Opinion | What’s your experience with online versus in-person courses?

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James Hoeck

Andres Munoz, student in the English Institute, discusses how online classes have been beneficial toward him understanding English through the use of headphones.

By Samuel Rahman and Talia Duffy

The University began the 2021-2022 school year with the hopes that classes would remain in person as we attempted to transition back into what pre-pandemic campus environments looked like. Nevertheless, not all classes would return to in-person sections, and asynchronous courses populated the course catalog.

Due to rising COVID-19 cases, the University shifted classes in the first week of the spring semester to online. Since then students experienced two periods of harsh winter weather that, once again, saw University administrators release Massmails declaring another break from in-person education. Students were asked how are they dealing with the transition back and forth between online and in-person classes?

Sabeen Rahman, senior in Engineering
“It’s been very hectic. Online classes were obviously really convenient. And then when we came back to in-person, a lot of the professors were lenient and understanding. Students could go online if they needed to.”

“Full disclosure, when we first went online in March 2020, it was terrible. I don’t think I remember anything I was supposed to learn in those couple months. It was really hard.”

“I got better at self-managing because you had to teach yourself a lot more. A lot of my labs became virtual which is hard for engineering labs: doing simulations virtually instead of experiments in the lab.”

Hafsa Shahzad, junior in LAS
“I made sure that my schedule wasn’t too bad in terms of online and in-person classes, so I could make the transition easier for myself, but it’s very different. I thought I would be able to bounce back into it because we did this before. But having to sit there for almost two hours in a lecture hall, I forgot how mind-numbing it can be sometimes. I think the hybrid part is helping.”

“When we first went online in March 2020, we were just trying to get through classes to pass. I wasn’t retaining much. But with anything, with time you get practice, and it gets better through trial and error. I think everyone did a good job of knowing that this was something new, and we should make it easier for each other.”

Andres Munoz, student in the Intensive English Institute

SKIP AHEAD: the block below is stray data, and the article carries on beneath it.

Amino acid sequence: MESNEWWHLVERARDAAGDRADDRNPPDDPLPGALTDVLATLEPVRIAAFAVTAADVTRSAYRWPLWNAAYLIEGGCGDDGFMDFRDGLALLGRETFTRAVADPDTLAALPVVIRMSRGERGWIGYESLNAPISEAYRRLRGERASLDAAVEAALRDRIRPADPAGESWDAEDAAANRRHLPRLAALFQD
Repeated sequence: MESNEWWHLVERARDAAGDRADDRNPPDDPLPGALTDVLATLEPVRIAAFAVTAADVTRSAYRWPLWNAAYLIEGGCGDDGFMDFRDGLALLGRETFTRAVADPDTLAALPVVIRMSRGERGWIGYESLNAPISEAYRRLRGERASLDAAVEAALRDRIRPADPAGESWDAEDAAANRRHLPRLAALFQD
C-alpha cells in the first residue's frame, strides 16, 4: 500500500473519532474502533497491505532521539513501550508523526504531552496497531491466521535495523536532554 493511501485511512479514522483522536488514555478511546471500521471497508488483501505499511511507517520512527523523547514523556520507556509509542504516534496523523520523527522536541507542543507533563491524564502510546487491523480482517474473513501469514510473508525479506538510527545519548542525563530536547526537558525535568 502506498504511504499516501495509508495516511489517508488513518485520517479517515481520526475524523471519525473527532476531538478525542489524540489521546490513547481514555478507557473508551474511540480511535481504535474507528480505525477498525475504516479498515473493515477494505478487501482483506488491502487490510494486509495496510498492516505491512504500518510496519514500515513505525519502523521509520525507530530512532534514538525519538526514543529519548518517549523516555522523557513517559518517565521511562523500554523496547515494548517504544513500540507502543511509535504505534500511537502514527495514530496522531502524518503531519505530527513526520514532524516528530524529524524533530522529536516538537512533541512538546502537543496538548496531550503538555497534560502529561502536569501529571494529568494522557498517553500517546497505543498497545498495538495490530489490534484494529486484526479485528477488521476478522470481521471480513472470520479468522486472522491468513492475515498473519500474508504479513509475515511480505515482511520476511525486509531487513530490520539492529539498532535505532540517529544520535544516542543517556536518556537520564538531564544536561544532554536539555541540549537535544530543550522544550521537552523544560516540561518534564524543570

“At the beginning, it was a little bit difficult to schedule most of the learning processes, but it’s part of our new condition. We had to be open to accept it. Generally, I had a good experience with online participation. As a student of the English Institute, when I take classes online, I can use headphones so my listening experience is better. In person, the professors wear masks so it is difficult to listen. For me, it’s OK to have my classes online.”

Pavle Buksanovic, junior in LAS
“I personally have been struggling with it. I find it difficult to find the motivation in the morning if classes are online. I know, when we had the snow days, it was pretty bad for me academically.”

“When the University was totally online last year, I was on campus. Because everything was asynchronous, it was up to the professors to organize things in a way they wanted to, but it sometimes ended up being more work for the students. I think there were some good things to come out of it: that homeworks can be submitted online; more flexibility if you are sick or if there is snow.”

“It’s better that we know how to use online learning now because of the flexibility it gives to learning. Even though it is probably better for the students, I still don’t like it.”

Courtney Nofsinger, junior in AHS
“This is my first year back at school, so I didn’t really experience COVID-19 online. This is extremely new for me, so the first week online, it was hard to understand what was expected of me for the semester.”

“I definitely felt bad for my friends that went through online schooling when it first came around last school year. I was going to school when it was completely in-person before COVID, so it was definitely interesting to see their experience, and I felt bad for them.”

“Fall 2021 was the first semester I was back and all my classes were in person with no switch to online. But now this semester, I feel professors are more sympathetic to you if you have COVID: giving you online opportunities to make up what you missed.”

Whether we like it or not, the recent snow days have proven that the University will continue to use online learning tools in lieu of in-person courses when physical instruction is inconvenient. It’s up to the students to adjust to the oscillation and get the most out of these academic experiences no matter how they are taught.

Samuel is a senior in LAS.
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Talia is a freshman in Media.
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